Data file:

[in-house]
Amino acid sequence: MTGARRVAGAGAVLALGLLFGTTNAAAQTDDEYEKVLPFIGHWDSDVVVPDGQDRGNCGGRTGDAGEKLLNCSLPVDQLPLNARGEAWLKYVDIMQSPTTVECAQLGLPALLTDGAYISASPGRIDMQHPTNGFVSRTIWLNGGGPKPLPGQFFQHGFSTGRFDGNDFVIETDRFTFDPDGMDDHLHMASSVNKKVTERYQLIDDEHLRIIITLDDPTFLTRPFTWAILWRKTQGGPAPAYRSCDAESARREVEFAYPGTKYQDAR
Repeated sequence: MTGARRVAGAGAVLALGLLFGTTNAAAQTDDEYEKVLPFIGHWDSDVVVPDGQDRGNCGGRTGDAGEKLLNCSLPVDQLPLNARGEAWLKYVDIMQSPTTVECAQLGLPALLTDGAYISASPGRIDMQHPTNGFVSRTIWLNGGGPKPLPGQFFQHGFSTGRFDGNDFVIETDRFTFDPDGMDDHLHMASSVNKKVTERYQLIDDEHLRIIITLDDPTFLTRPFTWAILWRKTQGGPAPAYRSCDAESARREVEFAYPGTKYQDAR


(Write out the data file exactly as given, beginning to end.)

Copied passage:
[in-house]
Amino acid sequence: MTGARRVAGAGAVLALGLLFGTTNAAAQTDDEYEKVLPFIGHWDSDVVVPDGQDRGNCGGRTGDAGEKLLNCSLPVDQLPLNARGEAWLKYVDIMQSPTTVECAQLGLPALLTDGAYISASPGRIDMQHPTNGFVSRTIWLNGGGPKPLPGQFFQHGFSTGRFDGNDFVIETDRFTFDPDGMDDHLHMASSVNKKVTERYQLIDDEHLRIIITLDDPTFLTRPFTWAILWRKTQGGPAPAYRSCDAESARREVEFAYPGTKYQDAR
Repeated sequence: MTGARRVAGAGAVLALGLLFGTTNAAAQTDDEYEKVLPFIGHWDSDVVVPDGQDRGNCGGRTGDAGEKLLNCSLPVDQLPLNARGEAWLKYVDIMQSPTTVECAQLGLPALLTDGAYISASPGRIDMQHPTNGFVSRTIWLNGGGPKPLPGQFFQHGFSTGRFDGNDFVIETDRFTFDPDGMDDHLHMASSVNKKVTERYQLIDDEHLRIIITLDDPTFLTRPFTWAILWRKTQGGPAPAYRSCDAESARREVEFAYPGTKYQDAR